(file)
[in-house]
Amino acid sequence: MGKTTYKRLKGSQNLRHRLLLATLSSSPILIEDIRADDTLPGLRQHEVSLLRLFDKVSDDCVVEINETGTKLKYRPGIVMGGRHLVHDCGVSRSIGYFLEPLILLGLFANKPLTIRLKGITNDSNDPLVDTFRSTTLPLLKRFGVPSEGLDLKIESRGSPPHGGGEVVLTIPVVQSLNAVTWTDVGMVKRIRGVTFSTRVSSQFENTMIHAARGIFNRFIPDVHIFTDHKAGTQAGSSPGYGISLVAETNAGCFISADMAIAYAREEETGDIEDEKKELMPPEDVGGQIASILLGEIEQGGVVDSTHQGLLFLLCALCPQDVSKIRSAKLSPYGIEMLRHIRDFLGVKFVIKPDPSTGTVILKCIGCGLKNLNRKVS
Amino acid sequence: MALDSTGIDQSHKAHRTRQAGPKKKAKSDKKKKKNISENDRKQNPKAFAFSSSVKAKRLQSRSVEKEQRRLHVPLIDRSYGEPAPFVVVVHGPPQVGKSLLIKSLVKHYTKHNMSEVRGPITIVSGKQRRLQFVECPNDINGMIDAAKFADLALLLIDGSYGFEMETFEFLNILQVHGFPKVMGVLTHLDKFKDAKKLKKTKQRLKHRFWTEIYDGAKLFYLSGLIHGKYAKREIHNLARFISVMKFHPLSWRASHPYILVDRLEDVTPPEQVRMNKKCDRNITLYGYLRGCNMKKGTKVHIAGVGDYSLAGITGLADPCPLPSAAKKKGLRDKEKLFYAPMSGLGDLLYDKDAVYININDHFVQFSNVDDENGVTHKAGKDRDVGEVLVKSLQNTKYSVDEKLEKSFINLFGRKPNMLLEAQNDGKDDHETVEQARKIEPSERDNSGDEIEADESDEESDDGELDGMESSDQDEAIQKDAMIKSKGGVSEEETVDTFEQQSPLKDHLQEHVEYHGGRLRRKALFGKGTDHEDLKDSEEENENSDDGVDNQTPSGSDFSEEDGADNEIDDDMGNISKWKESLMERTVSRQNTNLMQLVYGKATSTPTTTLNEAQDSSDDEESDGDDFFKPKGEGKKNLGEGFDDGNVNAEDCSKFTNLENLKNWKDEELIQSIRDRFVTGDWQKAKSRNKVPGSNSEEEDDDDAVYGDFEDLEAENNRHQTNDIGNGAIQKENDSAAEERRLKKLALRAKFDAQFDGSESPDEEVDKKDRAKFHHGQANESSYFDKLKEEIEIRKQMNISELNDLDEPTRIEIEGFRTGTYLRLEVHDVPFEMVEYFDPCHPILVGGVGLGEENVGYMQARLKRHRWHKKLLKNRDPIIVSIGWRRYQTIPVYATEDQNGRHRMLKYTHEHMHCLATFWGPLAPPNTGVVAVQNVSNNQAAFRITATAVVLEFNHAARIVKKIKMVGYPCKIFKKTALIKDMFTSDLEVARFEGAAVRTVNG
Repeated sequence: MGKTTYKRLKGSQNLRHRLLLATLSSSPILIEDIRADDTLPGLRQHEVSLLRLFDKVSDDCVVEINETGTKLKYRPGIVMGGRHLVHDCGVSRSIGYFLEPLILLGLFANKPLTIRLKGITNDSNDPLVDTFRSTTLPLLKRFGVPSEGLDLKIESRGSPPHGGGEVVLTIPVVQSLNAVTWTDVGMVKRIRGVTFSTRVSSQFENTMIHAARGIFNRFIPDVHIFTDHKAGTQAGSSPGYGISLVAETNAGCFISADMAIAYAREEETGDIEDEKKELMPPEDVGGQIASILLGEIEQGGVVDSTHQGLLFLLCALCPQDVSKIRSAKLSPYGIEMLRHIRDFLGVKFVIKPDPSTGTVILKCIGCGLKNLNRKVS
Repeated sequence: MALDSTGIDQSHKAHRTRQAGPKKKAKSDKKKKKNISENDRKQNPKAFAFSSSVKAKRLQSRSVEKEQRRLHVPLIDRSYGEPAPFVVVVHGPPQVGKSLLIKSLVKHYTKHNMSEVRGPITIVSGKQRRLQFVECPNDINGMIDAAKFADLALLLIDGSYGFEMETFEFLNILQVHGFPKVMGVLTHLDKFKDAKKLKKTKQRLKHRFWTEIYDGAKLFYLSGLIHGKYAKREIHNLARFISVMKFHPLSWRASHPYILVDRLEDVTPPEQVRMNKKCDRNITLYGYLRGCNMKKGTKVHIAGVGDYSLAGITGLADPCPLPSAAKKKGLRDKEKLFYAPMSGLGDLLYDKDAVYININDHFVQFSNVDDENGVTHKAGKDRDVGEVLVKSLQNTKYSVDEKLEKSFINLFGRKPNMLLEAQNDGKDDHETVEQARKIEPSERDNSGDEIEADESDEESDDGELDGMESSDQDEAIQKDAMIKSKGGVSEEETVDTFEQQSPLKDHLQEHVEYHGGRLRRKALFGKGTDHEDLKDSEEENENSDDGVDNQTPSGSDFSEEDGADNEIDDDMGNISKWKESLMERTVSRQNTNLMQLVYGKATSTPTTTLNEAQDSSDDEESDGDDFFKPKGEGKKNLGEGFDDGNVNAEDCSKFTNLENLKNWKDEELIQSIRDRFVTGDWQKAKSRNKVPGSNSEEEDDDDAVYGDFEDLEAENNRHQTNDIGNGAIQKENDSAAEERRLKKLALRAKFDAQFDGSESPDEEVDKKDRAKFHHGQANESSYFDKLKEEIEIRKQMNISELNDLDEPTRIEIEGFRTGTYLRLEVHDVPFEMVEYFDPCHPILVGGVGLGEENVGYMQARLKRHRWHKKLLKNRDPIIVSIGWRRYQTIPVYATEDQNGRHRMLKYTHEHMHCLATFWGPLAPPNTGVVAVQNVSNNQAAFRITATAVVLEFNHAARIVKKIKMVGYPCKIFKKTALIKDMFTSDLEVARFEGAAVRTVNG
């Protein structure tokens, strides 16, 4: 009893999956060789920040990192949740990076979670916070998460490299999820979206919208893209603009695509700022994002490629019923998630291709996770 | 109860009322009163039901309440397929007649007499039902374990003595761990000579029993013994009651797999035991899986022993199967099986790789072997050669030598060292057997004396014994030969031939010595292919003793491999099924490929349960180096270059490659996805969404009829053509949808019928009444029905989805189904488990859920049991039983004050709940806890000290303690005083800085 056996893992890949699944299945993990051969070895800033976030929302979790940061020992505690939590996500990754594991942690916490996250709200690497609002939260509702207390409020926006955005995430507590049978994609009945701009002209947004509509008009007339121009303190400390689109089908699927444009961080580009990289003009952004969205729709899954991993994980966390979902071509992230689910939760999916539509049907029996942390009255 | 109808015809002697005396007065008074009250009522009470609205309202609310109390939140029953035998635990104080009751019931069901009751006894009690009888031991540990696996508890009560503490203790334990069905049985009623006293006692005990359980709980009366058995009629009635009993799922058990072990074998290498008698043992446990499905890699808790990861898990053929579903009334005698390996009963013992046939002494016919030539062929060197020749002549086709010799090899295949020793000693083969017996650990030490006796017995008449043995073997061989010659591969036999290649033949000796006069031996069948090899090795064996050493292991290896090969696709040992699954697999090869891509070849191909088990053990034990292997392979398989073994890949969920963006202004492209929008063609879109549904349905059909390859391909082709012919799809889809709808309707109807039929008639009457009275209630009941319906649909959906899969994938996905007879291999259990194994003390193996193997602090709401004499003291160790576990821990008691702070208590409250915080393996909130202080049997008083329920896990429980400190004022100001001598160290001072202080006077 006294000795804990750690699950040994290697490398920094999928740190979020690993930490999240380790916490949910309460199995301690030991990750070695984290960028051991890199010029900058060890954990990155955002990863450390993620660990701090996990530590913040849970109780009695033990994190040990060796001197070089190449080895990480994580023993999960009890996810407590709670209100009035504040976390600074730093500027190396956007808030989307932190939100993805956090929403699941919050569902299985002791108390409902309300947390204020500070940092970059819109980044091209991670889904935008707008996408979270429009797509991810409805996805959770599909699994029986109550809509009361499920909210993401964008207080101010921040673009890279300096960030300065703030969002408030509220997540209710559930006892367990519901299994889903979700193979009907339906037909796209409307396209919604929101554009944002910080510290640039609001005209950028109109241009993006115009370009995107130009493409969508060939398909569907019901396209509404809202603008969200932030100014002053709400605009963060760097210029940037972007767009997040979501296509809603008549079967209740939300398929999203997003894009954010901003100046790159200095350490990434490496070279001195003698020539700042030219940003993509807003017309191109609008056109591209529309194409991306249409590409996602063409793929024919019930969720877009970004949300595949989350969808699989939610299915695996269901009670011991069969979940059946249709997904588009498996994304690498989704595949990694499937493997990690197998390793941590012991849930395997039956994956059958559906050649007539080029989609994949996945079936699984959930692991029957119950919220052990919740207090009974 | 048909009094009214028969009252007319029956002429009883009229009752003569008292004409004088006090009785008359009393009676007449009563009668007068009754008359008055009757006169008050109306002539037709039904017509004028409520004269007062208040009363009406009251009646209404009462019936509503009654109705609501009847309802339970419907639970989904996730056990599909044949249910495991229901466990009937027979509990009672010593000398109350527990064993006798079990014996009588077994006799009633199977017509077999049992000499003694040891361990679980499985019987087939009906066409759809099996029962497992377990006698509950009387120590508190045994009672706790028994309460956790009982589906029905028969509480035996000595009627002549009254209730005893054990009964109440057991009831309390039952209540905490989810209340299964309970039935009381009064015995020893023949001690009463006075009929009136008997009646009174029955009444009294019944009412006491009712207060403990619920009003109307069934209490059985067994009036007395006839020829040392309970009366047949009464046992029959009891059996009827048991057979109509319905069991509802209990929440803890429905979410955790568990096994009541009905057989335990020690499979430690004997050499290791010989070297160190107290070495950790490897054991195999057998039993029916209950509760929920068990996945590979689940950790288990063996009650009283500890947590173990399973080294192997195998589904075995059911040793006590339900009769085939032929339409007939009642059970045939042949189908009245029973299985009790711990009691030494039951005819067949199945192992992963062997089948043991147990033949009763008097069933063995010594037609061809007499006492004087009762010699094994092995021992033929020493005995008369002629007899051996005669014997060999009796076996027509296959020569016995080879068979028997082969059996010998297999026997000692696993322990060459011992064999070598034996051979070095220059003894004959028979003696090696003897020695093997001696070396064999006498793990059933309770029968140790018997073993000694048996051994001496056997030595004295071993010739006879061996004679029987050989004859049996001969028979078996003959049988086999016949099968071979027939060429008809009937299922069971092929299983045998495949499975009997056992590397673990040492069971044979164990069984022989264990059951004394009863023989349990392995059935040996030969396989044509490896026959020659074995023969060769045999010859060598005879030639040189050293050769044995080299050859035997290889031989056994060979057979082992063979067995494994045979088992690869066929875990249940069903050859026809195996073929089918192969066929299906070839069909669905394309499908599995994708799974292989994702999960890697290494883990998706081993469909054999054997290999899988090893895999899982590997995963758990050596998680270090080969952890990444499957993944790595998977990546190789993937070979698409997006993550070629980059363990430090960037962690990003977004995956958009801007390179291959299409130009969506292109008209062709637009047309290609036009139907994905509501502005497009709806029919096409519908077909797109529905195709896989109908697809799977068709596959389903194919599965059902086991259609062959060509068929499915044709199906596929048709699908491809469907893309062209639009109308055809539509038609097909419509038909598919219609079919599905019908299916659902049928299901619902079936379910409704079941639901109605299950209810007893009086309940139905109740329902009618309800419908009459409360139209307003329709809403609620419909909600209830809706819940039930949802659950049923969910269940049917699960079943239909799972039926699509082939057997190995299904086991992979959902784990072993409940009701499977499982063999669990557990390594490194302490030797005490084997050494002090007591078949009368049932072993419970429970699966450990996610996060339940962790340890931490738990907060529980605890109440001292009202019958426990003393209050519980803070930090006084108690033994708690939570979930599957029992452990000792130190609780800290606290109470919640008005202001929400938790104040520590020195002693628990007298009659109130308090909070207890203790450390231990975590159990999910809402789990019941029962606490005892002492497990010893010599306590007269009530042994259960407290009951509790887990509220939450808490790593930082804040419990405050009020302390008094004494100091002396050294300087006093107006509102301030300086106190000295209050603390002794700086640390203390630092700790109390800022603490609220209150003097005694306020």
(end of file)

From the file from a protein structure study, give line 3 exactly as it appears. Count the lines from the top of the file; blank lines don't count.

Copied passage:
Amino acid sequence: MALDSTGIDQSHKAHRTRQAGPKKKAKSDKKKKKNISENDRKQNPKAFAFSSSVKAKRLQSRSVEKEQRRLHVPLIDRSYGEPAPFVVVVHGPPQVGKSLLIKSLVKHYTKHNMSEVRGPITIVSGKQRRLQFVECPNDINGMIDAAKFADLALLLIDGSYGFEMETFEFLNILQVHGFPKVMGVLTHLDKFKDAKKLKKTKQRLKHRFWTEIYDGAKLFYLSGLIHGKYAKREIHNLARFISVMKFHPLSWRASHPYILVDRLEDVTPPEQVRMNKKCDRNITLYGYLRGCNMKKGTKVHIAGVGDYSLAGITGLADPCPLPSAAKKKGLRDKEKLFYAPMSGLGDLLYDKDAVYININDHFVQFSNVDDENGVTHKAGKDRDVGEVLVKSLQNTKYSVDEKLEKSFINLFGRKPNMLLEAQNDGKDDHETVEQARKIEPSERDNSGDEIEADESDEESDDGELDGMESSDQDEAIQKDAMIKSKGGVSEEETVDTFEQQSPLKDHLQEHVEYHGGRLRRKALFGKGTDHEDLKDSEEENENSDDGVDNQTPSGSDFSEEDGADNEIDDDMGNISKWKESLMERTVSRQNTNLMQLVYGKATSTPTTTLNEAQDSSDDEESDGDDFFKPKGEGKKNLGEGFDDGNVNAEDCSKFTNLENLKNWKDEELIQSIRDRFVTGDWQKAKSRNKVPGSNSEEEDDDDAVYGDFEDLEAENNRHQTNDIGNGAIQKENDSAAEERRLKKLALRAKFDAQFDGSESPDEEVDKKDRAKFHHGQANESSYFDKLKEEIEIRKQMNISELNDLDEPTRIEIEGFRTGTYLRLEVHDVPFEMVEYFDPCHPILVGGVGLGEENVGYMQARLKRHRWHKKLLKNRDPIIVSIGWRRYQTIPVYATEDQNGRHRMLKYTHEHMHCLATFWGPLAPPNTGVVAVQNVSNNQAAFRITATAVVLEFNHAARIVKKIKMVGYPCKIFKKTALIKDMFTSDLEVARFEGAAVRTVNG